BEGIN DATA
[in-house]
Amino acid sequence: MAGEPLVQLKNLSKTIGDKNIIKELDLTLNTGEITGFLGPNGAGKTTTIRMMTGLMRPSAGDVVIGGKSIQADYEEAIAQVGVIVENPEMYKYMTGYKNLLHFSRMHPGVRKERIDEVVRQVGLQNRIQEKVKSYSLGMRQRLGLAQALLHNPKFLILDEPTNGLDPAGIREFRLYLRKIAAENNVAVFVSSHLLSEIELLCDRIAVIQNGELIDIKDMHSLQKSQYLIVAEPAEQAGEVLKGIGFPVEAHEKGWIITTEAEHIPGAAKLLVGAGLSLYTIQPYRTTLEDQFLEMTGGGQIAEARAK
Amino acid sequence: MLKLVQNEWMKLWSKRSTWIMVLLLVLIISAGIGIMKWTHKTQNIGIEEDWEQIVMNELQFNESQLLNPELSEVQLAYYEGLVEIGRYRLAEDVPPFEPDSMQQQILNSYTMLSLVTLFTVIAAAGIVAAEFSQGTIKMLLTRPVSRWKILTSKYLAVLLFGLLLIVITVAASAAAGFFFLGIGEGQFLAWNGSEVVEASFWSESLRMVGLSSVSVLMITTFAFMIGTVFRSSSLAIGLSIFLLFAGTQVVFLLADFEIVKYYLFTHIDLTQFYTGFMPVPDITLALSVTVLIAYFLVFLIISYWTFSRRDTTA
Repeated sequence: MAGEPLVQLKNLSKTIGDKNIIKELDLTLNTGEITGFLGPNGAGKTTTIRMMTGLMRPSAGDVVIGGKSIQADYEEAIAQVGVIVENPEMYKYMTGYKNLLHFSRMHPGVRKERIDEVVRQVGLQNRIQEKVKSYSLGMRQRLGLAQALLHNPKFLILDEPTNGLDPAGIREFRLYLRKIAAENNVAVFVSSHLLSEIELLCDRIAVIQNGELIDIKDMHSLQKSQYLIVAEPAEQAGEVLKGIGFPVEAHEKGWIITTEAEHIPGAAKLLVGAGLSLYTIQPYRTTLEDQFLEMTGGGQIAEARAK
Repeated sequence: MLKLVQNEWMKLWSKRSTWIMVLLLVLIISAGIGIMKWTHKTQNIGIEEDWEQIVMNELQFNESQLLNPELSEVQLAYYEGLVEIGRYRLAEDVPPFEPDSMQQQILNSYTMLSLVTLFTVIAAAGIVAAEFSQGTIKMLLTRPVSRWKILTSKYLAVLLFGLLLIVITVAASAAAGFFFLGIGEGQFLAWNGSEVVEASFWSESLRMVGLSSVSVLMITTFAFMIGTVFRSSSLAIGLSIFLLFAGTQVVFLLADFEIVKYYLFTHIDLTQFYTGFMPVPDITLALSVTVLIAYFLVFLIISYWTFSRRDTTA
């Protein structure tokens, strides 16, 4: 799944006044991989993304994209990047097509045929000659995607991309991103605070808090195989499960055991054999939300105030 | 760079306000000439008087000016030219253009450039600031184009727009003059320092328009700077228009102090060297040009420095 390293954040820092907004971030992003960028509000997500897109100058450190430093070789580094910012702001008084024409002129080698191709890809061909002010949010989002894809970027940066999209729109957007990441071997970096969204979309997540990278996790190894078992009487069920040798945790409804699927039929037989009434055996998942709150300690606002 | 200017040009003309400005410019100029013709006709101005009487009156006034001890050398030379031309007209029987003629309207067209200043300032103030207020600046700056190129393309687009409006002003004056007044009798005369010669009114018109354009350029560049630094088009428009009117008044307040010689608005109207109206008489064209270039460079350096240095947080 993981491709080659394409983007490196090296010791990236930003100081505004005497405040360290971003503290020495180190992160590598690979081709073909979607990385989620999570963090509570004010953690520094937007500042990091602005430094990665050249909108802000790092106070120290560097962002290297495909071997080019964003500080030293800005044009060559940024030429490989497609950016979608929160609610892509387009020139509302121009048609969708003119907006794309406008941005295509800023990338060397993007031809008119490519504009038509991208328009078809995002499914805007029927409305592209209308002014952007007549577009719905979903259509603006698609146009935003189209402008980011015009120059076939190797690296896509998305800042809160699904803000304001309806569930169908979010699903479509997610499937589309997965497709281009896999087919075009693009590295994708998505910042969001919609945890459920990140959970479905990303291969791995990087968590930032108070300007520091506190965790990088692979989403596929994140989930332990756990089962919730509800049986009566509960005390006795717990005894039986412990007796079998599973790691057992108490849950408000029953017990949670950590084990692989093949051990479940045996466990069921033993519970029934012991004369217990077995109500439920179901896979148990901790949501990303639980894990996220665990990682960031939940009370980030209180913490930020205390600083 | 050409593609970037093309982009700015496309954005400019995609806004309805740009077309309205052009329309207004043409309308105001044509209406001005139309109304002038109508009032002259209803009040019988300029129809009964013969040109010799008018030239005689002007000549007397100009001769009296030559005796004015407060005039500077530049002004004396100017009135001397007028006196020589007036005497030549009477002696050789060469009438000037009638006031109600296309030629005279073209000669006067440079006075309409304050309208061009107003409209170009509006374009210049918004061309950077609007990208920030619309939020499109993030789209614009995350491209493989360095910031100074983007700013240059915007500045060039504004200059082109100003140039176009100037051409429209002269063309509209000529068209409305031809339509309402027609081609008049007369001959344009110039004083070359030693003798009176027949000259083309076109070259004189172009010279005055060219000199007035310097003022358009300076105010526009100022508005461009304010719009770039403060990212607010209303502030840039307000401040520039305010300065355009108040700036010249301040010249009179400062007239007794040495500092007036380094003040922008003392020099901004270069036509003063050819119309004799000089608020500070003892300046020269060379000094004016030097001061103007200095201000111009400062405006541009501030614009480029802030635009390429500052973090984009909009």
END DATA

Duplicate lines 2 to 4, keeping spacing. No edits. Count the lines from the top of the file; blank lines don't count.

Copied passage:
Amino acid sequence: MAGEPLVQLKNLSKTIGDKNIIKELDLTLNTGEITGFLGPNGAGKTTTIRMMTGLMRPSAGDVVIGGKSIQADYEEAIAQVGVIVENPEMYKYMTGYKNLLHFSRMHPGVRKERIDEVVRQVGLQNRIQEKVKSYSLGMRQRLGLAQALLHNPKFLILDEPTNGLDPAGIREFRLYLRKIAAENNVAVFVSSHLLSEIELLCDRIAVIQNGELIDIKDMHSLQKSQYLIVAEPAEQAGEVLKGIGFPVEAHEKGWIITTEAEHIPGAAKLLVGAGLSLYTIQPYRTTLEDQFLEMTGGGQIAEARAK
Amino acid sequence: MLKLVQNEWMKLWSKRSTWIMVLLLVLIISAGIGIMKWTHKTQNIGIEEDWEQIVMNELQFNESQLLNPELSEVQLAYYEGLVEIGRYRLAEDVPPFEPDSMQQQILNSYTMLSLVTLFTVIAAAGIVAAEFSQGTIKMLLTRPVSRWKILTSKYLAVLLFGLLLIVITVAASAAAGFFFLGIGEGQFLAWNGSEVVEASFWSESLRMVGLSSVSVLMITTFAFMIGTVFRSSSLAIGLSIFLLFAGTQVVFLLADFEIVKYYLFTHIDLTQFYTGFMPVPDITLALSVTVLIAYFLVFLIISYWTFSRRDTTA
Repeated sequence: MAGEPLVQLKNLSKTIGDKNIIKELDLTLNTGEITGFLGPNGAGKTTTIRMMTGLMRPSAGDVVIGGKSIQADYEEAIAQVGVIVENPEMYKYMTGYKNLLHFSRMHPGVRKERIDEVVRQVGLQNRIQEKVKSYSLGMRQRLGLAQALLHNPKFLILDEPTNGLDPAGIREFRLYLRKIAAENNVAVFVSSHLLSEIELLCDRIAVIQNGELIDIKDMHSLQKSQYLIVAEPAEQAGEVLKGIGFPVEAHEKGWIITTEAEHIPGAAKLLVGAGLSLYTIQPYRTTLEDQFLEMTGGGQIAEARAK